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How is the Pricing of Derivatives Determined

2 Mins 23 Feb 2022 0 COMMENT


Derivatives as financial instruments derive their price from their underlying assets. The rising importance of Derivatives in modern financial markets starting in the 1970s led to the development of different methods used to determine the price of Derivatives. The most common of these is known as the Black-Scholes method. While the basic principle of pricing Derivatives remains the same, the pricing is derived from the no-arbitrage code. Each variation of Derivatives follows its model of pricing according to its characteristics.

Pricing of Futures

Futures contracts refer to bilateral agreements for the purchase or sale of an underlying asset at a given date for a fixed price wherein the parties are legally required to fulfil the contracts. Thus, the price of Futures is reliant upon the asset’s cash price, known as the Spot Price. Since the value of the underlying asset may increase or decrease during the duration of the agreement, the price of Futures may often deviate from the price of the underlying asset. The Basis is the difference between the price of the underlying asset and the Futures contract. You determine the Basis by other factors such as the quality of the underlying asset and the delivery location. The Basis is only an average measure used by investors to determine the profitability of the underlying asset and search for arbitrage opportunities. The price of Futures is adjusted every day. That allows you to hedge against any profit or the subtraction of loss incurred due to the difference between interest rates and futures price.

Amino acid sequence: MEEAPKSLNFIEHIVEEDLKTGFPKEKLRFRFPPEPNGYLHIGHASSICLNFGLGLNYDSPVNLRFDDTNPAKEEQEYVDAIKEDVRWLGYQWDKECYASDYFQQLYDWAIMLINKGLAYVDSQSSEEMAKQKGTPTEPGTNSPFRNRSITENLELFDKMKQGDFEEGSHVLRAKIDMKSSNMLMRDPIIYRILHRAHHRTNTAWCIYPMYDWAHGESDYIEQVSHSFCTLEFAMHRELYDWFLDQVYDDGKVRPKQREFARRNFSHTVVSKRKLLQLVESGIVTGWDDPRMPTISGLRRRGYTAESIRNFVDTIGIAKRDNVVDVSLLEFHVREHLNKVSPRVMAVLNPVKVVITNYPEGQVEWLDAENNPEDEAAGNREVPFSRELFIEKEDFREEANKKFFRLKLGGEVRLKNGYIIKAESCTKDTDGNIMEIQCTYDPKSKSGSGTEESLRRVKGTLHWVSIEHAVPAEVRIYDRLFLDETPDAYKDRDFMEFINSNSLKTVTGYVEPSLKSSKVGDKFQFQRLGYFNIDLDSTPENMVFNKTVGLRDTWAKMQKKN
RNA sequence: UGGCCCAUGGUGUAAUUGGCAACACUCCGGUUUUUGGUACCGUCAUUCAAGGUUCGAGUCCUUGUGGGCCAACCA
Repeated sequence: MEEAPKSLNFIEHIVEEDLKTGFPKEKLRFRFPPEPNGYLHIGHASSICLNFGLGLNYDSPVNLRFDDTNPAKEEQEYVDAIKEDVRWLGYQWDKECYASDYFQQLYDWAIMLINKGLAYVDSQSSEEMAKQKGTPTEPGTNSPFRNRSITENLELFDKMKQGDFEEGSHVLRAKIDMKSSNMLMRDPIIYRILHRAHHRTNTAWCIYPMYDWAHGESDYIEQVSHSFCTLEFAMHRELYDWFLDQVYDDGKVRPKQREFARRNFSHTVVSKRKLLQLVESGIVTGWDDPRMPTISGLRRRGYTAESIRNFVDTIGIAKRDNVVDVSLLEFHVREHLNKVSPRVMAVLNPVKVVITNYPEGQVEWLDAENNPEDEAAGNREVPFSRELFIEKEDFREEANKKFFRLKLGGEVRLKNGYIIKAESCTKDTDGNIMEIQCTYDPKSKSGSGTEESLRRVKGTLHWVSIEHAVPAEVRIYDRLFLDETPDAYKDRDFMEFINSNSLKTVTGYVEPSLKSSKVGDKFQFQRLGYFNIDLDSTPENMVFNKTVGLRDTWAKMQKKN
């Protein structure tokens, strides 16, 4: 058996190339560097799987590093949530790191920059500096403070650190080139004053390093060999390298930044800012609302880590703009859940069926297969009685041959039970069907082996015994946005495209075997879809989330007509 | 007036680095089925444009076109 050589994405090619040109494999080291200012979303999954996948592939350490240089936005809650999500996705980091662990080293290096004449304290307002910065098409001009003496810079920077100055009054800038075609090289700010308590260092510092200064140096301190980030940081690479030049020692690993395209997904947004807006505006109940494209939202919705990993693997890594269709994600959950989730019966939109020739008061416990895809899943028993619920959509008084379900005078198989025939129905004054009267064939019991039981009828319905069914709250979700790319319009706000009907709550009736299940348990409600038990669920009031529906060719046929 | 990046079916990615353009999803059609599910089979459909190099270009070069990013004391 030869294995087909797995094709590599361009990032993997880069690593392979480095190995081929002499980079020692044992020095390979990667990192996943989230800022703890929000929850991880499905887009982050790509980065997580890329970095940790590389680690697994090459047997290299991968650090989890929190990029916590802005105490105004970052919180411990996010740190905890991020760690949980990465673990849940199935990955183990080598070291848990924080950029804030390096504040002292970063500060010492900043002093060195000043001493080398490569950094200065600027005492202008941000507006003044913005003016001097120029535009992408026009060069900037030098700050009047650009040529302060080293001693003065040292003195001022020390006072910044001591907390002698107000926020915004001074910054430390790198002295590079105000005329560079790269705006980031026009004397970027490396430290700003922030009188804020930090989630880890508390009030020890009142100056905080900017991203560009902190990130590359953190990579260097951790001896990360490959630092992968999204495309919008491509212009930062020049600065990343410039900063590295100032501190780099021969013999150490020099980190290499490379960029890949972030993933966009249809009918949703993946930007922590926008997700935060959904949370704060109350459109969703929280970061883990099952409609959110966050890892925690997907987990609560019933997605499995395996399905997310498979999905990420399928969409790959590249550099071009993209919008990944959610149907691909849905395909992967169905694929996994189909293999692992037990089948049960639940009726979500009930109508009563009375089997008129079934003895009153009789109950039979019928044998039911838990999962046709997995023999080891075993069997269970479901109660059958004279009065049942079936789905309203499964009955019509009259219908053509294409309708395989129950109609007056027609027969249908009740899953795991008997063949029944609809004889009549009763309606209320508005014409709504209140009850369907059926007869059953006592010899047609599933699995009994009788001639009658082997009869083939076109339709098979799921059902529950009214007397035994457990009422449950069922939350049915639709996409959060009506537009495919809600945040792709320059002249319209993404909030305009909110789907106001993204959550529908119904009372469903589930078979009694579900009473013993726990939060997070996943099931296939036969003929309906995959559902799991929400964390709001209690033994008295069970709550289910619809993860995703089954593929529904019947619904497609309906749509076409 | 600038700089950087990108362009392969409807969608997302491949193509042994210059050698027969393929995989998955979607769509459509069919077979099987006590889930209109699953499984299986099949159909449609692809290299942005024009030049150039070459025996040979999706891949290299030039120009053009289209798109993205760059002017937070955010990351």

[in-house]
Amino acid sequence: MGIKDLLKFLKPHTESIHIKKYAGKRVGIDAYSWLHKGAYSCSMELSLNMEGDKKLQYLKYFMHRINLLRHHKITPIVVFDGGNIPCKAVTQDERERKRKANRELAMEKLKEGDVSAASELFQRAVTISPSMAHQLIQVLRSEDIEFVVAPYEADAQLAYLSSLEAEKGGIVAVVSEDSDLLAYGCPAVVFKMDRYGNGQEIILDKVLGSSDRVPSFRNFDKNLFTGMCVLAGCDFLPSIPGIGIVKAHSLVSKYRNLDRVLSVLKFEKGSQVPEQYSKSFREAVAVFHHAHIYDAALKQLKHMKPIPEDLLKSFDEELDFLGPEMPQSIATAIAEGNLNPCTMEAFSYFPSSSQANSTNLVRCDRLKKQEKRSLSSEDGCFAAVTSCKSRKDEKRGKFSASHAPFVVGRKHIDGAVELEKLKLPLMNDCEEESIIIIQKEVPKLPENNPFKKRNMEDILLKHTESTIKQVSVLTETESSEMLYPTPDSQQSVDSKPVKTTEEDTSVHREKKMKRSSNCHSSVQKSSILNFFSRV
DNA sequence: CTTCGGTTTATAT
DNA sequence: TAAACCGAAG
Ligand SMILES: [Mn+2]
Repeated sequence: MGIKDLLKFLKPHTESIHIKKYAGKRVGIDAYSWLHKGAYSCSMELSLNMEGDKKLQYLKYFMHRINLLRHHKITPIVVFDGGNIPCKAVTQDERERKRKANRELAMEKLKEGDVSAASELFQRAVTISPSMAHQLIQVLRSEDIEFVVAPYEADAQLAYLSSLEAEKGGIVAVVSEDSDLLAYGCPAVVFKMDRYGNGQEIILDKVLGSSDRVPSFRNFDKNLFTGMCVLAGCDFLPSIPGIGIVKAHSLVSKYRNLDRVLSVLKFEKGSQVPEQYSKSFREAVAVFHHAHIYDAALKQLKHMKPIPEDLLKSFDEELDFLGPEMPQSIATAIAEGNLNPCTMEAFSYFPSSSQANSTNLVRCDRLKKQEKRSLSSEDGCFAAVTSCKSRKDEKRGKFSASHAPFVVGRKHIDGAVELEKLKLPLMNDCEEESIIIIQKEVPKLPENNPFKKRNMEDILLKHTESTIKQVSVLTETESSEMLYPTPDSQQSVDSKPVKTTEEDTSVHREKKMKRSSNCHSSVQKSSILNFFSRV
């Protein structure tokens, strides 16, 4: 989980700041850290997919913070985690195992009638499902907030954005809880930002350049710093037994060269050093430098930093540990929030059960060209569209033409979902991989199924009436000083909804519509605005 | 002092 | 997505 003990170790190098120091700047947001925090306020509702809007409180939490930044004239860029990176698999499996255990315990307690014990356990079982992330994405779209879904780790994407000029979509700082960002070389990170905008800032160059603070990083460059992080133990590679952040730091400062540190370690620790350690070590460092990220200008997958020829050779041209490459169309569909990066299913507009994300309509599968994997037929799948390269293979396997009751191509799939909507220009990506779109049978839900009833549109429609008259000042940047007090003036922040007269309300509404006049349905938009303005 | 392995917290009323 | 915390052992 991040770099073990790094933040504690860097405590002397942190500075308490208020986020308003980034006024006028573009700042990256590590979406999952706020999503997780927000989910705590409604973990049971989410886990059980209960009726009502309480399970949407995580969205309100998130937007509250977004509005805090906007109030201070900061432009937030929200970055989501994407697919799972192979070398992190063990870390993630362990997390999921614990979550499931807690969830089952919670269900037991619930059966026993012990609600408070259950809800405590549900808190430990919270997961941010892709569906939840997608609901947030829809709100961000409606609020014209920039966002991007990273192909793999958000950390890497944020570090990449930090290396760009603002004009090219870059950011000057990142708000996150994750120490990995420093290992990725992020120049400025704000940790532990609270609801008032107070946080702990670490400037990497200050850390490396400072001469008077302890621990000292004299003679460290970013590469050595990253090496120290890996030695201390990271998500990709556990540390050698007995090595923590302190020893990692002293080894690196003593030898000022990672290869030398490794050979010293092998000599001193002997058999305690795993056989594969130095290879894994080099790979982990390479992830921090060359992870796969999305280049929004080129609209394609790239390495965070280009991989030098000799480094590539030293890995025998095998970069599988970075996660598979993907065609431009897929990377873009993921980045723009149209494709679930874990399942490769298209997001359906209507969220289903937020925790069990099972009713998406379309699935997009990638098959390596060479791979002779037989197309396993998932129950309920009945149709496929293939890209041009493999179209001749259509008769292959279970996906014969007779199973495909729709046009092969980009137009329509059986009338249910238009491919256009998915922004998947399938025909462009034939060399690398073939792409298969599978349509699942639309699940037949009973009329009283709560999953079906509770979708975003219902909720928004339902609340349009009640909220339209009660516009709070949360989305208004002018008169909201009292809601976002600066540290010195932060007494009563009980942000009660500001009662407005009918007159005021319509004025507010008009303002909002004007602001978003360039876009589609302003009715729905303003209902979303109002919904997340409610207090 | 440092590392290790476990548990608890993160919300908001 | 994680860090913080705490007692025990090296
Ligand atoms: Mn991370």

Pricing of Forwards

Forwards contracts are customised private bilateral agreements traded on Over Counter (OTC) Derivatives markets. To purchase and sell an underlying asset at a given date and a fixed price, you need to fulfil the contracts. The market determines prices of Forward contracts based on the cash price of the underlying asset and the interest expense and the cost of storage and transportation, delivery and other opportunity costs. Since the Forwards Contracts cover additional charges, they provide investors protection against price fluctuations and devaluation of assets, thereby offering a complete hedge.

Pricing of Swaps

Swaps are contracts in which the parties agree to exchange revenue flows from two different sources for a predetermined period. Swaps are priced so that the parties are all at zero value at the start of the contract. That is done by viewing the whole Swaps as a series of market Forwards contracts. Some contracts have a positive value, and some have a negative value. That makes their combined value equal to zero.

Pricing of Options

Options are contracts in which the buyer gains the right to purchase or sell an underlying asset at a fixed price but are not legally obligated to do so. The predetermined price of the underlying asset is called the Strike Price. Traders price Options after considering the probability of the exercise of the Options contract by the buyer and the Strike Price of the underlying asset. The includes the volatility of the underlying asset and its interest rates.


While the models of pricing Derivatives that emerged from the 1970s are still used in present international finance, the financial crisis of 2008 has led to the emergence of new models of pricing with a greater emphasis on counterparty risks. The pricing of Derivatives is a complex affair, increasing in difficulty with the variation and complexity of the Derivatives contracts.


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